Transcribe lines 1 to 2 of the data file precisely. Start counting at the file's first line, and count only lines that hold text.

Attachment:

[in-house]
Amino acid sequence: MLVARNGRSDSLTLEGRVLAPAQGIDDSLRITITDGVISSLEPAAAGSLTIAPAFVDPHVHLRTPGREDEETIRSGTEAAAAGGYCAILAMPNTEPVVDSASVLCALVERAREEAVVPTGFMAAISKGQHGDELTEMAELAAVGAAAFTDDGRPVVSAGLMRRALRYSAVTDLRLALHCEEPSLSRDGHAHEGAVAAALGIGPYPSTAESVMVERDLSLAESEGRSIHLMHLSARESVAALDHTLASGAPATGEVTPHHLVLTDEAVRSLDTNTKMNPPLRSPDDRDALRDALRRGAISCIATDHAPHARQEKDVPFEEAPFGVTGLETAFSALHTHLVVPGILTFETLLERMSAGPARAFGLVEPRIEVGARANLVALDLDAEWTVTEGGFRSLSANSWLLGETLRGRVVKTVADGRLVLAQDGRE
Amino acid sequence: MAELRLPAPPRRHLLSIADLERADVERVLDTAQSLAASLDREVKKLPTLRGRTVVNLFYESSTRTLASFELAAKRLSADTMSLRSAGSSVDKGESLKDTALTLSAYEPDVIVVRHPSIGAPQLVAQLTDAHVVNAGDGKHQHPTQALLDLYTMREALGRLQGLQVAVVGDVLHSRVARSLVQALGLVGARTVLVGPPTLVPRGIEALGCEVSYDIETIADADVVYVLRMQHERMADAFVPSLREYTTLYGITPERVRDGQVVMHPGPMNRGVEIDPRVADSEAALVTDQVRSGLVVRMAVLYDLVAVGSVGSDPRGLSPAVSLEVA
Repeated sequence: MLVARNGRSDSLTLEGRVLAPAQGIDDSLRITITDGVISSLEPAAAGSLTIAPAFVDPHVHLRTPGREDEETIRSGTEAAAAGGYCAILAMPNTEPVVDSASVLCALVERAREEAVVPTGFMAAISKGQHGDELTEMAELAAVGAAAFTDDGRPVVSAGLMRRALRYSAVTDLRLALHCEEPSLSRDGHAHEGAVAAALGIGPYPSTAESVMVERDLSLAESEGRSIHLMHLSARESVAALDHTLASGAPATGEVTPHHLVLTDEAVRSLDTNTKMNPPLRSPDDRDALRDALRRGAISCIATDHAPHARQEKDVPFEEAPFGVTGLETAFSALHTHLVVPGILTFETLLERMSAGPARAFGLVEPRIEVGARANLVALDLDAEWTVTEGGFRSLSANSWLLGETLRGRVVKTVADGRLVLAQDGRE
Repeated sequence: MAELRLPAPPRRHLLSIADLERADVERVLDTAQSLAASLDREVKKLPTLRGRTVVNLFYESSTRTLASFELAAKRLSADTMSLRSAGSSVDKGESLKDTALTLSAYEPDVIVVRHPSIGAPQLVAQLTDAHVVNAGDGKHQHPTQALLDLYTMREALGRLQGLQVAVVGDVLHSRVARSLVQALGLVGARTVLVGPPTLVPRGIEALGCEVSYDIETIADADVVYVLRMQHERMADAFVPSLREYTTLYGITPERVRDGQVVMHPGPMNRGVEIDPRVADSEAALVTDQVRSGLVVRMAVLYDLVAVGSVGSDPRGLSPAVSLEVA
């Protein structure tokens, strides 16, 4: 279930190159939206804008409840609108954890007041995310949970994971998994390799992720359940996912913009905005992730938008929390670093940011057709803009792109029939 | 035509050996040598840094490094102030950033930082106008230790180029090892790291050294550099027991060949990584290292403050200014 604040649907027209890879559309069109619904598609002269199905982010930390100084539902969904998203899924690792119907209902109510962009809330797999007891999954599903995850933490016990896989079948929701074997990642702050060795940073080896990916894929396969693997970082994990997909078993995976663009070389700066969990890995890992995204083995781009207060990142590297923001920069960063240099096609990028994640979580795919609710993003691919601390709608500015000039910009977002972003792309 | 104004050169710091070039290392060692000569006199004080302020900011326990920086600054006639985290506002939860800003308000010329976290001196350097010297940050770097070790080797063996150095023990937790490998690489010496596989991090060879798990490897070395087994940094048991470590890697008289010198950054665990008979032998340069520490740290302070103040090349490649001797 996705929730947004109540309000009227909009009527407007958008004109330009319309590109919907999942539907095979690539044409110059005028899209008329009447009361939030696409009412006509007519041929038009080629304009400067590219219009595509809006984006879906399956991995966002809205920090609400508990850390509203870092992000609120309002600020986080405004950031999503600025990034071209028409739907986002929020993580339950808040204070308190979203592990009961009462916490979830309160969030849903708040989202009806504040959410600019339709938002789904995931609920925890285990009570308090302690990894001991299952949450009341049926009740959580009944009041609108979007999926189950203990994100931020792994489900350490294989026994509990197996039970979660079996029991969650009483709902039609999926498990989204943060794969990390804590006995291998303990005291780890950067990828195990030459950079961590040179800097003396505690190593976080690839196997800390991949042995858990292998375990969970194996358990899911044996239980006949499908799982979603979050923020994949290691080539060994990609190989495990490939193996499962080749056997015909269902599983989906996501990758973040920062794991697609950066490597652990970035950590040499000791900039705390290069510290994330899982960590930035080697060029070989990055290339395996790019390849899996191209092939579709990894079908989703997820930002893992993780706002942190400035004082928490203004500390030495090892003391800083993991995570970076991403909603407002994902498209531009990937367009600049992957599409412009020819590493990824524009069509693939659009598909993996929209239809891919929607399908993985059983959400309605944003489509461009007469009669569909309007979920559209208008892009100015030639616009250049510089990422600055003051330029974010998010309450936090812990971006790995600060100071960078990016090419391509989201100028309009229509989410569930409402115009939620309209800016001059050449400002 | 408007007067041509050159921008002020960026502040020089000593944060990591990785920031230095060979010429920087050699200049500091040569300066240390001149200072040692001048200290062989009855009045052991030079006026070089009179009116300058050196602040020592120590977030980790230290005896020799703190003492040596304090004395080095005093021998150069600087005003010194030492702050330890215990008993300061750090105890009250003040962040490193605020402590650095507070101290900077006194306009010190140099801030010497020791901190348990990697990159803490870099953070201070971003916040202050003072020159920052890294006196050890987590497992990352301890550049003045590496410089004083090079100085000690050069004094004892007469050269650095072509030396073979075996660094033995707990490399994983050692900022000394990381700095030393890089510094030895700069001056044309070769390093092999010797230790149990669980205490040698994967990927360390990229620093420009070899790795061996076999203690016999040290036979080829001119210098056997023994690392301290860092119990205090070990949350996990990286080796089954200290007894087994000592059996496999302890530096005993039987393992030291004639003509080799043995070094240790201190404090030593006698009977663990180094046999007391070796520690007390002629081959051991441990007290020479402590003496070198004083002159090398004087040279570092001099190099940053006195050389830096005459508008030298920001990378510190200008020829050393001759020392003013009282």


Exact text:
[in-house]
Amino acid sequence: MLVARNGRSDSLTLEGRVLAPAQGIDDSLRITITDGVISSLEPAAAGSLTIAPAFVDPHVHLRTPGREDEETIRSGTEAAAAGGYCAILAMPNTEPVVDSASVLCALVERAREEAVVPTGFMAAISKGQHGDELTEMAELAAVGAAAFTDDGRPVVSAGLMRRALRYSAVTDLRLALHCEEPSLSRDGHAHEGAVAAALGIGPYPSTAESVMVERDLSLAESEGRSIHLMHLSARESVAALDHTLASGAPATGEVTPHHLVLTDEAVRSLDTNTKMNPPLRSPDDRDALRDALRRGAISCIATDHAPHARQEKDVPFEEAPFGVTGLETAFSALHTHLVVPGILTFETLLERMSAGPARAFGLVEPRIEVGARANLVALDLDAEWTVTEGGFRSLSANSWLLGETLRGRVVKTVADGRLVLAQDGRE